Recommendations for gastric emptying scintigraphy (GES) suggest imaging over 4 hours to better define gastroparesis.Aims:
To determine the value of defining delayed gastric emptying at time points earlier than 4 hours.Methods:
GES was performed with ingestion of a liquid egg white meal with imaging at 0, 0.5, 1, 2, 3, and 4 hours. Patients completed the Patient Assessment of Gastrointestinal Symptoms questionnaire immediately before GES.Results:
Of 1499 patients undergoing GES from September 2007 to January 2010 (76.2% were female, mean age of 45.5±0.5 y, 21.3% had diabetes, 9.5% had earlier gastric surgery), 160 (10.7%) had increased gastric retention at 1 hour (>90%), 404 (27%) had increased retention at 2 hours (>60%), 576 (38.4%) had increased retention at 3 hours (>30%), and 629 (42%) had increased retention at 4 hours (>10%). Gastric retention at 4 hours correlated with retention at 3 hours (r=0.890; P<0.001), 2 hours (r=0.738; P<0.001), and 1 hour (r=0.510; P<0.001). Symptoms correlated better with the gastric retention at later time points. The symptoms correlating with gastric retention at 4 hours included early satiety (r=0.170; P<0.01), vomiting (r=0.143; P<0.01), feeling excessively full after meals (r=0.123; P<0.01), and loss of appetite (r=0.122; P<0.01).Conclusions:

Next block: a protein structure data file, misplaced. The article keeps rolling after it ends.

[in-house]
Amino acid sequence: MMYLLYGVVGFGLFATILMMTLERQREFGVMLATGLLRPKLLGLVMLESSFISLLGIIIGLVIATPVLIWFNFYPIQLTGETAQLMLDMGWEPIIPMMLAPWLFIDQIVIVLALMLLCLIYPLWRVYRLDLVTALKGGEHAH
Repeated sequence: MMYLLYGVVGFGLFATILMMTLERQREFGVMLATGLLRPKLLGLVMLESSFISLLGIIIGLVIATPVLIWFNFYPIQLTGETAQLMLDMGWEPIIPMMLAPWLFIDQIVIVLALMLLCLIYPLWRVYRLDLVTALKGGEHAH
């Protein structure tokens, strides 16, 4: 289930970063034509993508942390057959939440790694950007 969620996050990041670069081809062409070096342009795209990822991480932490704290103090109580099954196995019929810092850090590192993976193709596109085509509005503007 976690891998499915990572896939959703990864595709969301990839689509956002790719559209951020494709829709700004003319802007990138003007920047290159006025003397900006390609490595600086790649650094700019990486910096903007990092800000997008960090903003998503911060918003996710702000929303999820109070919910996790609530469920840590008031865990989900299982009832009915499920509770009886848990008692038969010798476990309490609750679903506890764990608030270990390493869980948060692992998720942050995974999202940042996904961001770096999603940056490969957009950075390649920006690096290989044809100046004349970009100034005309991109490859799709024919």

Gastric retention at 4 hours correlates well with gastric retention at 3 hours, good at 2 hours, but only fair with gastric retention at 1 hour. Gastric retention at 1 hour may miss 36% of patients found to have delayed gastric emptying at 4 hours. Symptoms (early satiety, vomiting, feeling excessively full after meals, and loss of appetite) correlated better with the gastric retention at later time points.